My story is pretty much the same. The church brought direction into my life as a kid growing up on the East Coast, wondering what this whole deal was really about. I prayed, I read, I lived. And I experienced stuff that I cannot, not to this day, fully explain. Small touches from heaven, I guess. I had friends who fed on similar pieces of manna. I went on a church mission to Germany, even though on the mission application papers, where it asked what my least favorite subject in school had been, I answered “German.” One of my preferred subjects was … Spanish.

Meine gute!

Sometimes, God — or, rather, those who act in God’s stead — doesn’t seem to listen.

The call said to go to Dusseldorf and the cities around it. And while I hated Provo’s Missionary Training Center, hated it, felt trapped in that sterile, woeful place, I learned to love the people I interacted with once I got to Germany. Not all of them, but the ones I was able to teach, there was just something about those relational exchanges that switched on a sensation that I’ve already described, tried and failed to properly describe. It was meaningful and powerful. The mission was also one of the hardest things I’ve ever done — physically, mentally, emotionally. But spiritually, it was a rocket to ride.

In the years thereafter, I met the woman who became my wife, the best person I’ve ever come across. We had and reared five daughters, wonderful humans who constantly bless my life — all of them spiritual, too, some of them believers in my same faith, a number of them have taken a different religious route. They’ve answered a different call, and I’m happy that they’re happy.

Even as I’ve torn into the world of sports, complimenting and criticizing some of your favorite and least-favorite sports figures in the written word and the word that came through the car speakers, I’ve always felt that connection to God in heaven.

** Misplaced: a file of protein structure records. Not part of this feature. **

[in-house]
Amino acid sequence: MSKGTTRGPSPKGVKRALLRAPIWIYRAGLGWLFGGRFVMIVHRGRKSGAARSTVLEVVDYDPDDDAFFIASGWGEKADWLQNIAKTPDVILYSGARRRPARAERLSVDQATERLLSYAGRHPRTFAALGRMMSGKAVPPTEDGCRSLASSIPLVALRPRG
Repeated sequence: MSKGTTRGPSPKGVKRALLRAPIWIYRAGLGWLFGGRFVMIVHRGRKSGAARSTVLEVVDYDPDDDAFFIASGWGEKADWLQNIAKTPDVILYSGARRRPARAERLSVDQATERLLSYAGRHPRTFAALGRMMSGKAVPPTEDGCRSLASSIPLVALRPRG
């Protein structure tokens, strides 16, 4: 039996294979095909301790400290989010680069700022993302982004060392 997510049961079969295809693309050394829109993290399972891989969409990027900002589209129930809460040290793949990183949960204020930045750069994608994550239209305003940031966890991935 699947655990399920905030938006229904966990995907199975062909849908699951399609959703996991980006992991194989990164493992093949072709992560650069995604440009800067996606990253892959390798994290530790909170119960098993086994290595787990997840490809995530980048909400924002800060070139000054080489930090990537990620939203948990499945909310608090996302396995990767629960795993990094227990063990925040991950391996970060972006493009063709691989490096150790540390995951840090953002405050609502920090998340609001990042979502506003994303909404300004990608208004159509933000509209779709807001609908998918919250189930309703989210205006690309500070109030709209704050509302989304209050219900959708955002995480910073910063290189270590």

Even when I’ve done dumb things.

Small graces of God

(Plinio Lepri | AP) In this 1999 file photo, the "La Creazione" (The Creation) fresco by Michelangelo on the ceiling of the Vatican's Sistine Chapel is pictured. Salt Lake Tribune columnist Gordon Monson notes that he, too, at times has felt touches of God's graces.

I’ve had enough touches, though, to grow my faith, even after stretches when I’ve run across church teachings that I thought were bogus, when I’ve seen cultural actions and attitudes that appeared to be anything but godly, when I’ve been uncertain regarding things about which I’ve read, cogitated and prayed.

When it comes to spiritual endeavors, I know what I’ve studied, I know what I’ve experienced, I know what I’ve settled on, I know what I’ve doubted. Beyond that, I don’t know much. I know what I believe, and my church has played a role in a whole lot of that. I’m grateful for it. I’m sorry if my church’s teachings hurt some people, sorry if the application of those teachings by way of imperfect human minds, mouths and hands hurt people.

My interpretation of my own beliefs is, at least when it comes to people’s status before God, to let them be what they are, to accept them, to do my best to love them, just like a fellow named Jesus said to do. If they do stupid things as it pertains to matters outside of religion, like, I dunno, sports, I will sometimes rip them, but I won’t, unless they hurt innocents, condemn them before the Almighty.

That’s not my job.

So it’s those touches through my life that have formed and framed my religious beliefs. If you have different beliefs or have no beliefs, you do you. Live and let live. Would I change some cultural and doctrinal items in my church if I could? Yeah, as I’ve often stated in this space. Maybe other believers would do likewise. Maybe God would, too.

I’ve run through enough imperfection in my own life when it comes to matters of faith to respect it, or tolerate it, in others, even as I openly share my ideas. But I also deeply appreciate the perfect, personal moments, the times when bits of inspiration, small graces of God’s friendly favor, have floated down to me and to those around me.

I’ll go on asking questions, because I have them, still, frustrations and all. But I’ll hold onto my faith because I can’t deny the experiences I’ve had, the answers I have found. If you’ve had different experiences and answers that have caused you to believe differently, hold onto what is yours.

And we can all bump and skid through this earthly existence together, helping one another where we can, giving one another our hand and our hearts, as we go.

(Francisco Kjolseth | The Salt Lake Tribune) Columnist Gordon Monson.

Editor’s note • This story is available to Salt Lake Tribune subscribers only. Thank you for supporting local journalism.